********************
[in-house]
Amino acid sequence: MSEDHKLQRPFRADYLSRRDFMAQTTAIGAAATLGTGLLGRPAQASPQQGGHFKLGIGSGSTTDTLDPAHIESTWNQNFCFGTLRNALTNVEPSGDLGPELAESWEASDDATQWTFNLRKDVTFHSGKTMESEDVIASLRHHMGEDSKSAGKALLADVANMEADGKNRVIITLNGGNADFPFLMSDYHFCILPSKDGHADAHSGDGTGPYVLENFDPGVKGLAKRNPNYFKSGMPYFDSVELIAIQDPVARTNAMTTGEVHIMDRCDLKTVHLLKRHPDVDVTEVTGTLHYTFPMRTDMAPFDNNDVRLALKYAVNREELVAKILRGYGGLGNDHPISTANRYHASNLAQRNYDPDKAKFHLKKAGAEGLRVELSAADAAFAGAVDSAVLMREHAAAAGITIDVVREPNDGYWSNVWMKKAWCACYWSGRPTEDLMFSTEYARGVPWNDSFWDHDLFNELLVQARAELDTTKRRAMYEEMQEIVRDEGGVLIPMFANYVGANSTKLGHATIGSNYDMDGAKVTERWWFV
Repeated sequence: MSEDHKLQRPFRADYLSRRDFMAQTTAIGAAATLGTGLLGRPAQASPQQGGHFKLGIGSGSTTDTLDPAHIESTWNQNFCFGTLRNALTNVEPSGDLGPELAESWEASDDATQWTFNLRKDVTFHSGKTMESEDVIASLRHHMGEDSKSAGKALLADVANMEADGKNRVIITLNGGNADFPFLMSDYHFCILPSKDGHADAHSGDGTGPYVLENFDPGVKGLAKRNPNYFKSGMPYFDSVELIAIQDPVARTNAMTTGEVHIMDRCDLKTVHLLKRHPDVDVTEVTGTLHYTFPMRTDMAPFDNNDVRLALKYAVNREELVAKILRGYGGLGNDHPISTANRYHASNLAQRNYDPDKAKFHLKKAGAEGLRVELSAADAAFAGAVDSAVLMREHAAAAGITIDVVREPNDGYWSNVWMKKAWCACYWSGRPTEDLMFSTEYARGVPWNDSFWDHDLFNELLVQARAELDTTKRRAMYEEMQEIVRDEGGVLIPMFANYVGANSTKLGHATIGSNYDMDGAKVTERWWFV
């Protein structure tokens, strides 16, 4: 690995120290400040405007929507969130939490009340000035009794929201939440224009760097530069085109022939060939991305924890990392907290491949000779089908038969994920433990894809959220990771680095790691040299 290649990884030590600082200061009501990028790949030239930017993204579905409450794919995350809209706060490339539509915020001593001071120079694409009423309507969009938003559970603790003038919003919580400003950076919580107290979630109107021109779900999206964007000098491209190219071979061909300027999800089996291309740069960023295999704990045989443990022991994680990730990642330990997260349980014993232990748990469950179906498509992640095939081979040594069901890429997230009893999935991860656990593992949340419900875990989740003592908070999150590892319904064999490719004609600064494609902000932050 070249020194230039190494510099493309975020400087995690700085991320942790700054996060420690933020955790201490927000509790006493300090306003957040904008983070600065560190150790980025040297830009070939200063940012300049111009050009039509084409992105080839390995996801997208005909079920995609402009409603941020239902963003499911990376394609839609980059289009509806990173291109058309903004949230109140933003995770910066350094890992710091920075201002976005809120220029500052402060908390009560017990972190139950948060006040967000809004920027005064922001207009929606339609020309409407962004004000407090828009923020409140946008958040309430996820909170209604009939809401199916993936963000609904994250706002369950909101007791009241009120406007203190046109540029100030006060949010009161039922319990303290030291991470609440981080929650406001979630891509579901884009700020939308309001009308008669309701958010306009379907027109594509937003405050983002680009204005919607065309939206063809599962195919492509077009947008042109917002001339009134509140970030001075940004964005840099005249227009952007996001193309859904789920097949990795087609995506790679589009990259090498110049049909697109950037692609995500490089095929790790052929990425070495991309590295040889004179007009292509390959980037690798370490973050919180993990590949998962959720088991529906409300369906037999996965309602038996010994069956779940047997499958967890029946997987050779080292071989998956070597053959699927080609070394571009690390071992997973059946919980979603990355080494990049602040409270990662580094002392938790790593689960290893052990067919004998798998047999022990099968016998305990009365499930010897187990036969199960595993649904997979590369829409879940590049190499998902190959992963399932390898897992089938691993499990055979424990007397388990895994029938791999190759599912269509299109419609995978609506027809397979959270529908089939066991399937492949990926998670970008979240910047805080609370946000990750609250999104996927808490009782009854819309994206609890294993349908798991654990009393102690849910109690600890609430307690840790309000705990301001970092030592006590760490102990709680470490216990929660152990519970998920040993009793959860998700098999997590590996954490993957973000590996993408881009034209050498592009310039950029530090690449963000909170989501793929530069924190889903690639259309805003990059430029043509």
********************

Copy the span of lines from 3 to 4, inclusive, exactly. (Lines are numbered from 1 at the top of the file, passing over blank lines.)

Repeated sequence: MSEDHKLQRPFRADYLSRRDFMAQTTAIGAAATLGTGLLGRPAQASPQQGGHFKLGIGSGSTTDTLDPAHIESTWNQNFCFGTLRNALTNVEPSGDLGPELAESWEASDDATQWTFNLRKDVTFHSGKTMESEDVIASLRHHMGEDSKSAGKALLADVANMEADGKNRVIITLNGGNADFPFLMSDYHFCILPSKDGHADAHSGDGTGPYVLENFDPGVKGLAKRNPNYFKSGMPYFDSVELIAIQDPVARTNAMTTGEVHIMDRCDLKTVHLLKRHPDVDVTEVTGTLHYTFPMRTDMAPFDNNDVRLALKYAVNREELVAKILRGYGGLGNDHPISTANRYHASNLAQRNYDPDKAKFHLKKAGAEGLRVELSAADAAFAGAVDSAVLMREHAAAAGITIDVVREPNDGYWSNVWMKKAWCACYWSGRPTEDLMFSTEYARGVPWNDSFWDHDLFNELLVQARAELDTTKRRAMYEEMQEIVRDEGGVLIPMFANYVGANSTKLGHATIGSNYDMDGAKVTERWWFV
């Protein structure tokens, strides 16, 4: 690995120290400040405007929507969130939490009340000035009794929201939440224009760097530069085109022939060939991305924890990392907290491949000779089908038969994920433990894809959220990771680095790691040299 290649990884030590600082200061009501990028790949030239930017993204579905409450794919995350809209706060490339539509915020001593001071120079694409009423309507969009938003559970603790003038919003919580400003950076919580107290979630109107021109779900999206964007000098491209190219071979061909300027999800089996291309740069960023295999704990045989443990022991994680990730990642330990997260349980014993232990748990469950179906498509992640095939081979040594069901890429997230009893999935991860656990593992949340419900875990989740003592908070999150590892319904064999490719004609600064494609902000932050 070249020194230039190494510099493309975020400087995690700085991320942790700054996060420690933020955790201490927000509790006493300090306003957040904008983070600065560190150790980025040297830009070939200063940012300049111009050009039509084409992105080839390995996801997208005909079920995609402009409603941020239902963003499911990376394609839609980059289009509806990173291109058309903004949230109140933003995770910066350094890992710091920075201002976005809120220029500052402060908390009560017990972190139950948060006040967000809004920027005064922001207009929606339609020309409407962004004000407090828009923020409140946008958040309430996820909170209604009939809401199916993936963000609904994250706002369950909101007791009241009120406007203190046109540029100030006060949010009161039922319990303290030291991470609440981080929650406001979630891509579901884009700020939308309001009308008669309701958010306009379907027109594509937003405050983002680009204005919607065309939206063809599962195919492509077009947008042109917002001339009134509140970030001075940004964005840099005249227009952007996001193309859904789920097949990795087609995506790679589009990259090498110049049909697109950037692609995500490089095929790790052929990425070495991309590295040889004179007009292509390959980037690798370490973050919180993990590949998962959720088991529906409300369906037999996965309602038996010994069956779940047997499958967890029946997987050779080292071989998956070597053959699927080609070394571009690390071992997973059946919980979603990355080494990049602040409270990662580094002392938790790593689960290893052990067919004998798998047999022990099968016998305990009365499930010897187990036969199960595993649904997979590369829409879940590049190499998902190959992963399932390898897992089938691993499990055979424990007397388990895994029938791999190759599912269509299109419609995978609506027809397979959270529908089939066991399937492949990926998670970008979240910047805080609370946000990750609250999104996927808490009782009854819309994206609890294993349908798991654990009393102690849910109690600890609430307690840790309000705990301001970092030592006590760490102990709680470490216990929660152990519970998920040993009793959860998700098999997590590996954490993957973000590996993408881009034209050498592009310039950029530090690449963000909170989501793929530069924190889903690639259309805003990059430029043509």